Skip to main content
eScholarship
Open Access Publications from the University of California

Predicting the Mode of Action of Bioactive Compounds via High Throughput Screening and Computational Algorithms

  • Author(s): Woehrmann, Marcos H.
  • Advisor(s): Stuart, Joshua M
  • et al.
Abstract

To develop more effective therapies to treat human diseases, a better method of finding the biological targets and modes of action of new compounds is needed. Target predictions have traditionally been made by comparing a new compound's molecular structure to that of known compounds. In many cases this method does not accurately predict a chemical's function since "small chemical changes in an active molecule can render it either nearly or completely inactive or increase its activity dramatically" (Eckert and Bajorath, 2007). Further, prediction by structural comparison has limited application; it can only be used on chemicals with established structures and only identifies new compounds that are structurally similar to known compounds.

A majority of existing drugs have been discovered by identifying the active ingredient of traditional medicines. More recent techniques of drug discovery screen a library of compounds for effectiveness in treating a single disease. However, this method requires re-screening the library when searching for treatments for other diseases; a critical barrier to expediting and scaling drug discovery. Screening efficiency is particularly important since advances in robotic chemical synthesis and the search for natural products from the oceans are rapidly increasing the size of drug candidate libraries.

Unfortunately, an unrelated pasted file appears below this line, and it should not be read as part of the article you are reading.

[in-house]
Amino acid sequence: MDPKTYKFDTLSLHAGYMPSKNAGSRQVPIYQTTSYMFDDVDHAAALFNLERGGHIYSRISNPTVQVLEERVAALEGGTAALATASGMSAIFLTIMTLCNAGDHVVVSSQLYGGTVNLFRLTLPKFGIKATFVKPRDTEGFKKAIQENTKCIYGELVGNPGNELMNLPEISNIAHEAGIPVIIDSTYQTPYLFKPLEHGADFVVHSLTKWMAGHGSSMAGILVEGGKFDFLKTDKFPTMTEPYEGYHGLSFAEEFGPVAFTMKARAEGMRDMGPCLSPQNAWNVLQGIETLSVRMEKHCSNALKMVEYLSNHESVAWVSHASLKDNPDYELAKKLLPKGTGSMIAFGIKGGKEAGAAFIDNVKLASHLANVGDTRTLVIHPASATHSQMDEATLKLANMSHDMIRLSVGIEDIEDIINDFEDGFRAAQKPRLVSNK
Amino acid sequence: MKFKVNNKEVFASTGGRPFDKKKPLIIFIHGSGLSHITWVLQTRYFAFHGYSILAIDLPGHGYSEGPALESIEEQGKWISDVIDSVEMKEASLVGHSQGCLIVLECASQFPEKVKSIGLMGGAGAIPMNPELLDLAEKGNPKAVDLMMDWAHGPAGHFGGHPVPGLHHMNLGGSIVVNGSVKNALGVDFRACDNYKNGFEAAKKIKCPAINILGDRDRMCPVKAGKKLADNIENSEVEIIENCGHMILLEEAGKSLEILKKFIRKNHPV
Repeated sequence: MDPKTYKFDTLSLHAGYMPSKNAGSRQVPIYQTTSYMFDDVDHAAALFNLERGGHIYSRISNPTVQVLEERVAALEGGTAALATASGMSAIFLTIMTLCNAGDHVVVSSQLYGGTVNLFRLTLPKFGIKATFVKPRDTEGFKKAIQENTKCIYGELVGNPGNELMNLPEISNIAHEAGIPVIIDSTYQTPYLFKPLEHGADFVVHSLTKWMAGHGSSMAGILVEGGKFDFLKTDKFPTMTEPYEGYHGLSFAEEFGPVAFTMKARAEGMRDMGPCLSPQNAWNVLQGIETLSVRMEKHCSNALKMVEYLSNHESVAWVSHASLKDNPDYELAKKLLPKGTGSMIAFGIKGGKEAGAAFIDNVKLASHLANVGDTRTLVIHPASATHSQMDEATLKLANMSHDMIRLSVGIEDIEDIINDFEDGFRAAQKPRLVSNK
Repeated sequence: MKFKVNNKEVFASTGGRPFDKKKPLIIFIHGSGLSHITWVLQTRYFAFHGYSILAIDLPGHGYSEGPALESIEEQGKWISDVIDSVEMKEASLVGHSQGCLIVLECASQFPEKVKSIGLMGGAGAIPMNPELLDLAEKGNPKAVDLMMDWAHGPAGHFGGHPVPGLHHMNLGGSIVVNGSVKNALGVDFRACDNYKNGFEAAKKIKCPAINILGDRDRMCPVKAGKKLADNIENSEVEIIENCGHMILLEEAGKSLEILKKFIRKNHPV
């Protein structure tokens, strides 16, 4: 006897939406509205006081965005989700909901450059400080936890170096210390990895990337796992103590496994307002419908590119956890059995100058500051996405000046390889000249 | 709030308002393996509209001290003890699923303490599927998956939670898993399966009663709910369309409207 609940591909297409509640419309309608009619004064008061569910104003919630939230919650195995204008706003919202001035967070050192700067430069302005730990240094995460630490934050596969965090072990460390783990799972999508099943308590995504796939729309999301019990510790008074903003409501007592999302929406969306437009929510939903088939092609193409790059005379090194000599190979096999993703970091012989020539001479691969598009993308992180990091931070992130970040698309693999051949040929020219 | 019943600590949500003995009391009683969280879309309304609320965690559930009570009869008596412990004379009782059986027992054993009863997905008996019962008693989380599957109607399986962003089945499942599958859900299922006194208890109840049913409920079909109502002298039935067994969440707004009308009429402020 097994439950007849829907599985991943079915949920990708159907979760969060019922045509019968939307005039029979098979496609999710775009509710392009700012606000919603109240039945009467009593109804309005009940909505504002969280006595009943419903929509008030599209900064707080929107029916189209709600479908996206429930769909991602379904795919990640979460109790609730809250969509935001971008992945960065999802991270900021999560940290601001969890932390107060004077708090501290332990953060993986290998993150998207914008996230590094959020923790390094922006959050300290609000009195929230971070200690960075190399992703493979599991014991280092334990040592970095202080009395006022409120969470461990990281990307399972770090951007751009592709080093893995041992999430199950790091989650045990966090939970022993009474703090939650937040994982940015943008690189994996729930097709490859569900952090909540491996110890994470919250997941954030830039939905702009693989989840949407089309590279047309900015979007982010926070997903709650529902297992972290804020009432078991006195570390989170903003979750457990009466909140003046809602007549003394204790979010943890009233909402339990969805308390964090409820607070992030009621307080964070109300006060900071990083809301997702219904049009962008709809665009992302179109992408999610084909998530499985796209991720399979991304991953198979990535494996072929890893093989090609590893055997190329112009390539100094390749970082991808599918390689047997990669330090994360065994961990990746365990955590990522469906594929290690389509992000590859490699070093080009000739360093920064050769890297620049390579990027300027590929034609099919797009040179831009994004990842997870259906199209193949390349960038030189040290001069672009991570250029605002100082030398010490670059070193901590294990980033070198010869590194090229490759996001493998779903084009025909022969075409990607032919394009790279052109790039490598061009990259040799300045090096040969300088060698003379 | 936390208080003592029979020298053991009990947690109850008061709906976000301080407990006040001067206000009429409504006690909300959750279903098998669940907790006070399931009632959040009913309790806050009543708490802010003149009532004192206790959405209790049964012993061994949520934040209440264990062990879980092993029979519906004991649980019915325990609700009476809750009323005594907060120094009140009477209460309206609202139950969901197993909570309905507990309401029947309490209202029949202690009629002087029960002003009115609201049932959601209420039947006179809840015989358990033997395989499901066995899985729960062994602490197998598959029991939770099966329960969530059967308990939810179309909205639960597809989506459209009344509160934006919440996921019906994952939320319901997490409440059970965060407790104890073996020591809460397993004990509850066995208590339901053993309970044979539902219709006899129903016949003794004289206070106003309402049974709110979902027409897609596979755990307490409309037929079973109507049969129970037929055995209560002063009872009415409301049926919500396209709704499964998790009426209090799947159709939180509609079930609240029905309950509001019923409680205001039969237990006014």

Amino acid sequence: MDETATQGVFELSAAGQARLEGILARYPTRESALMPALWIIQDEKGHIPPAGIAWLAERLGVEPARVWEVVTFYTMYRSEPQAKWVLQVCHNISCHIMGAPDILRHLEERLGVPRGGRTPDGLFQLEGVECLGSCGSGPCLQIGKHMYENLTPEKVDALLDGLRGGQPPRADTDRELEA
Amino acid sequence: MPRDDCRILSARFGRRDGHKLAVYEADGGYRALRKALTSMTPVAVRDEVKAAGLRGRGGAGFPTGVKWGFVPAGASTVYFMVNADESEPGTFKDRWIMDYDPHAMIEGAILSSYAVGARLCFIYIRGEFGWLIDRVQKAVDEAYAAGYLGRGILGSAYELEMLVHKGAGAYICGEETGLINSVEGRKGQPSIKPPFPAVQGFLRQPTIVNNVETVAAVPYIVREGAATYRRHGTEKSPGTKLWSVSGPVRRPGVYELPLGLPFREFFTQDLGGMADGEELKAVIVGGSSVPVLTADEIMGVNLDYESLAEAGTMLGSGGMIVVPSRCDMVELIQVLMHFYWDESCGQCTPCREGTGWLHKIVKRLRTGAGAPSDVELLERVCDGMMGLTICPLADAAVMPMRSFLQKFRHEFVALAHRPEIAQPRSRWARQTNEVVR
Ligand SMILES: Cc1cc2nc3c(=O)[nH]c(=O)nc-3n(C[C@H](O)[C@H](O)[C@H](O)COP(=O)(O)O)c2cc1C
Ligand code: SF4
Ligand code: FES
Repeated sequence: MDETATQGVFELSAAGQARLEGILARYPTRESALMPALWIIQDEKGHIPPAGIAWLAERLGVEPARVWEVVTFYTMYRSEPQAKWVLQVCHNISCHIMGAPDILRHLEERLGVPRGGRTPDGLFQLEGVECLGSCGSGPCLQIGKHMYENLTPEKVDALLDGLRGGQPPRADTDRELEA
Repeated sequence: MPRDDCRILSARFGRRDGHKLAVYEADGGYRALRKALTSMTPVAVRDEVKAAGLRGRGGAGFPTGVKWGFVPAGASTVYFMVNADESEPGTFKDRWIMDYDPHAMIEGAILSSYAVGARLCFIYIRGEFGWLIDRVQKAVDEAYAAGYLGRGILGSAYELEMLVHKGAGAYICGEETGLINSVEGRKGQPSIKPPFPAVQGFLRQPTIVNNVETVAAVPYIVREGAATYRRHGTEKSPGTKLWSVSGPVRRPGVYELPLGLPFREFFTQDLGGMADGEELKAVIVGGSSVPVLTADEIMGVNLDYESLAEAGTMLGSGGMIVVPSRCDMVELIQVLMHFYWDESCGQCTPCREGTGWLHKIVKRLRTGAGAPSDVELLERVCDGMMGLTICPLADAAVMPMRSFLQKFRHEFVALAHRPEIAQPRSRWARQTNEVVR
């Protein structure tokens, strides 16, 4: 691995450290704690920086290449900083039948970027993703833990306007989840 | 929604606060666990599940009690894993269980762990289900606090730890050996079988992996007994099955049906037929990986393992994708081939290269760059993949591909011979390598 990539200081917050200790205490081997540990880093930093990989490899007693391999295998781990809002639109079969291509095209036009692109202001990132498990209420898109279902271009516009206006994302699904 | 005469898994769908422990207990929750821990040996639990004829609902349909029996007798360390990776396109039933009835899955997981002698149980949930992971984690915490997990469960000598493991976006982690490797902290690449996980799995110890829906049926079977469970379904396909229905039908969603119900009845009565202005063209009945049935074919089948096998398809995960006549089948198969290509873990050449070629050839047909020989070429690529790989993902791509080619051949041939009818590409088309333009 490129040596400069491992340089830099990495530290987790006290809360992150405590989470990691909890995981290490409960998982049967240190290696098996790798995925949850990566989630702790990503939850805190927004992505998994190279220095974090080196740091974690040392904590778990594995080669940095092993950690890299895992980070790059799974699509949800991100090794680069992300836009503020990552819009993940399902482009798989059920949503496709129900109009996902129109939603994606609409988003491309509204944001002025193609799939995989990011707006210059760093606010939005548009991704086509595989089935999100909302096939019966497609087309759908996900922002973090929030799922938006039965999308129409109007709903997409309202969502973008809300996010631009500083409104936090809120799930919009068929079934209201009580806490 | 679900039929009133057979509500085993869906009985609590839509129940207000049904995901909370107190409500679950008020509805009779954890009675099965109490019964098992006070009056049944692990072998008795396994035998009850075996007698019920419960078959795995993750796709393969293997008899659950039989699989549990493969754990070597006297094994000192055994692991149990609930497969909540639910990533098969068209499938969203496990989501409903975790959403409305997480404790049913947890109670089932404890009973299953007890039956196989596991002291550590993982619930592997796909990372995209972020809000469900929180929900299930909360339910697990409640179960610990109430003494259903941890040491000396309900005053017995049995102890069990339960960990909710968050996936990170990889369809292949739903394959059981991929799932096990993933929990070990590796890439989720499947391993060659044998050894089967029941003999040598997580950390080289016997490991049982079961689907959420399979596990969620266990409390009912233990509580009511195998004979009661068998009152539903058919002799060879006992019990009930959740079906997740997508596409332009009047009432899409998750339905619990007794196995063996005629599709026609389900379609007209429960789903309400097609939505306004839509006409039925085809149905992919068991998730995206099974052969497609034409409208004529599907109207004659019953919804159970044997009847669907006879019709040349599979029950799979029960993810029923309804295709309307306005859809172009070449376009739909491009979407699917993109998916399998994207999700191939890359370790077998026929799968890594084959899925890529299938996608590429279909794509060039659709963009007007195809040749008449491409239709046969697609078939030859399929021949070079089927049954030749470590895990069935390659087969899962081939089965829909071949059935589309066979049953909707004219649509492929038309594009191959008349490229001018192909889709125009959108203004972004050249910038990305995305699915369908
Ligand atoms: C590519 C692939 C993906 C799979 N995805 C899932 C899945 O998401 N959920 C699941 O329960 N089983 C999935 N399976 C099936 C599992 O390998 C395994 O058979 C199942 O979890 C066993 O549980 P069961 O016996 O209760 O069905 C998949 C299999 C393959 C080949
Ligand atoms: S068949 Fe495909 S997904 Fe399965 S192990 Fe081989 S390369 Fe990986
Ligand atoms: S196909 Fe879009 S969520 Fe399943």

In contrast to current approaches which screen compounds for treatments for single disease; my research focused on creating screening methods that deliver a library of chemical fingerprints which can be used to find potential drug candidates for a multiplicity of diseases.

My work produced three screening methods that generate fingerprints useful for predicting a compound's mode of action: cytological profiling, D- Map, and BioSpace. All of these showed positive results towards solving the screening bottleneck. Finally, combining these approaches to integrate these various fingerprints could increase prediction accuracy of screening methods.

Main Content
Current View